Category Archives: Lessons Learned the Hard Way

Everything Has a Home

“Cleanliness is next to godliness” – ancient proverb

“Out of clutter, find simplicity” – Albert Einstein

“Clutter is nothing more than postponed decisions” – Barbara Hemphill


Oh, yes. I agree – clutter is the worst. Once upon a time I was organized. Everything had a place. What a sweet, sweet time that was. Counters were clear, laundry was folded and put away, recycling was taken out, and if something wasn’t needed then off to donation box it went. The floors were clear and end tables held only lamps and maybe a coffee cup (okay, definitely a coffee cup).

Glorious days, my friends. Glorious, tidy, streamlined days.

Then we had kids and our house became inhabited by these little people and all their little people things. But I was determined to keep our home clutter-free. We bought storage containers and decorative baskets. There was a Car Basket and a Book Basket and a shelf for puzzles. For a little while this worked, but eventually the grown-ups were outnumbered and the children were expected to take on some of the cleaning responsibility, and things changed.

“Clean” became “clean-ish”. Tidy meant that stuff wasn’t laying around on the main floor, but only a brave soul would venture into other regions of the house. And closing the basement door was all that was necessary for it to be deemed “put-away”.

Standards were lowered. But not forever and not completely. The anti-clutter side of me comes out every now and then. The family knows it’s coming when I start saying things like, “this is not preschool!” and “EVERYTHING HAS A HOME PUT THINGS IN THEIR HOME”. This generally results in me being offered some “quiet time” and Bearded Husband quietly ushers the children from the home amidst whispers of “she’ll be fine, everything will be okay, just get in the van boys.”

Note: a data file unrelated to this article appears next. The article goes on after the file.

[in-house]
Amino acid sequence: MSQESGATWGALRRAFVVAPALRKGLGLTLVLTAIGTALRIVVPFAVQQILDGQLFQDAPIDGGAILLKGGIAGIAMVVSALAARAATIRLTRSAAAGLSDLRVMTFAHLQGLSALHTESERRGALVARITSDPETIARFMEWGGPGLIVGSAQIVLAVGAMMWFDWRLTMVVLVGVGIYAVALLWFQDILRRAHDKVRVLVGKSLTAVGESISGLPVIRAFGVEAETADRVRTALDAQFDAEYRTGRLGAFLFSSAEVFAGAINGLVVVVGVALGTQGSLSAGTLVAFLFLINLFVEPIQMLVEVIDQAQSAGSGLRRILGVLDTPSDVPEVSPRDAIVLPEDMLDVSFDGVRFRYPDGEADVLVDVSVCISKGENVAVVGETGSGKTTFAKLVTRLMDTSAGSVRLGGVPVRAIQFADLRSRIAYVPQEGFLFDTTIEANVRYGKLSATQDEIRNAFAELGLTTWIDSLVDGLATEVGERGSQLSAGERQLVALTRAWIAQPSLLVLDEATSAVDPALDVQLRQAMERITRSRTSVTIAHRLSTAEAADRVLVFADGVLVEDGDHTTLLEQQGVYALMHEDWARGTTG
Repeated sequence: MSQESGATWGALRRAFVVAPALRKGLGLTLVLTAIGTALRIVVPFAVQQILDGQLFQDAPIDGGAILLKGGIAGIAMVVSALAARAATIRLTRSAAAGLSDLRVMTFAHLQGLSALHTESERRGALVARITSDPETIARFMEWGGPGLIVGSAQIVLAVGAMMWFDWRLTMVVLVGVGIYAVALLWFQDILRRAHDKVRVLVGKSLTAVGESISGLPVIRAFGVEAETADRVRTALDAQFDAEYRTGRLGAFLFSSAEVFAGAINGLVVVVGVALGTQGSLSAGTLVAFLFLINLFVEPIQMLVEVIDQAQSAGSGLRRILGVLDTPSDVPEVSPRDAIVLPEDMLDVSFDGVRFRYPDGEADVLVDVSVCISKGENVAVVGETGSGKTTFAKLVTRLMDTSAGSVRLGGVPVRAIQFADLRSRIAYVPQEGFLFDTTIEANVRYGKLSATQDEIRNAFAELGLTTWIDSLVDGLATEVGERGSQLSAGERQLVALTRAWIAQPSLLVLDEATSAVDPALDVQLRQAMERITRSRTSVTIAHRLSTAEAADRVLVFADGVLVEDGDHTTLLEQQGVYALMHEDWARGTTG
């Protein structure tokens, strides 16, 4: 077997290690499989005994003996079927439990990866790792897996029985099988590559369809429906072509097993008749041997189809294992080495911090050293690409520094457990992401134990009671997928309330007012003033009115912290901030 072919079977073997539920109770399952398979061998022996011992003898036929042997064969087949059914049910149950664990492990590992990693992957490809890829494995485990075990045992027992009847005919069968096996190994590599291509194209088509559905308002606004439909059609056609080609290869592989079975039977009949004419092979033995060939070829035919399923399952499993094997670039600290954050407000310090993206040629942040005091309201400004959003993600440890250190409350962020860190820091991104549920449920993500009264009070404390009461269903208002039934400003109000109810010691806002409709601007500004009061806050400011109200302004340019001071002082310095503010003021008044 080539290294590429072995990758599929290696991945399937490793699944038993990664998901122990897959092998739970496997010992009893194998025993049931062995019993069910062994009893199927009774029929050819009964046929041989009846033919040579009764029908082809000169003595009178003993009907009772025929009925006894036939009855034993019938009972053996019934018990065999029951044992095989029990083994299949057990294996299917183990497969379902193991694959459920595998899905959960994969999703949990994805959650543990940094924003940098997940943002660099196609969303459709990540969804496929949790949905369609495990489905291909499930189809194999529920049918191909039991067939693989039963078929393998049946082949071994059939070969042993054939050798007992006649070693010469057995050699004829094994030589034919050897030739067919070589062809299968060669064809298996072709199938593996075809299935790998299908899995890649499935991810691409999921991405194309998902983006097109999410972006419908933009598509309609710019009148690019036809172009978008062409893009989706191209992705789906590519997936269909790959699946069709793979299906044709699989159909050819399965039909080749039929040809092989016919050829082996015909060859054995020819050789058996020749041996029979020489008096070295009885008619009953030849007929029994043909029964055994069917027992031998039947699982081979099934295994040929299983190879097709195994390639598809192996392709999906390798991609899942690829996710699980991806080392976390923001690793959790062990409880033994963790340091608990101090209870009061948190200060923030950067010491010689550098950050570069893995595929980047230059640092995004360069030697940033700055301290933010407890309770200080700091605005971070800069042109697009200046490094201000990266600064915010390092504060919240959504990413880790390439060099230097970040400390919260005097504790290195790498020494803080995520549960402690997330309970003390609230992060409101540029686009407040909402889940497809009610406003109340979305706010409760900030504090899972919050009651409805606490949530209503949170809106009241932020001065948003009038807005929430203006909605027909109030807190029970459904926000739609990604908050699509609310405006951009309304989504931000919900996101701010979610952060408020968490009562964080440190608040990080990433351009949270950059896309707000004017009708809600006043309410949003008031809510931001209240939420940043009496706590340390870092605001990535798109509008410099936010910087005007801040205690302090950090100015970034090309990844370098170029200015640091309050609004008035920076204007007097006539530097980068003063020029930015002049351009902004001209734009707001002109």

That’s when the magic happens.

Jackets are hung up on their hooks. Bedding is folded and placed on the correct shelves. Receipts are thrown out and library books are gathered for return. The craft area gets purged and all the art supplies fit in their decorative bins. When the house is tidied, I feel calm and smiley. It’s a great feeling.

And then the family returns and this happens.

(These photograph have in no way been altered or staged)

IMG_0954

EVERYTHING HAS A HOME

IMG_2683

PUT THE THINGS IN THEIR HOME

IMG_2682

IMG_3594

One day I will miss the clutter and chaos that a house full of kids brings, it’s true. But I wouldn’t mind being able to close a closet door all the way. Just once.

 


The Talk

“Well, that’s called a scrotum and the marble-y things are actually called testicles,” I explained to one of our four sons as my husband walked by the room, gave me a thumbs up and whispered, “You’re doing a great job.”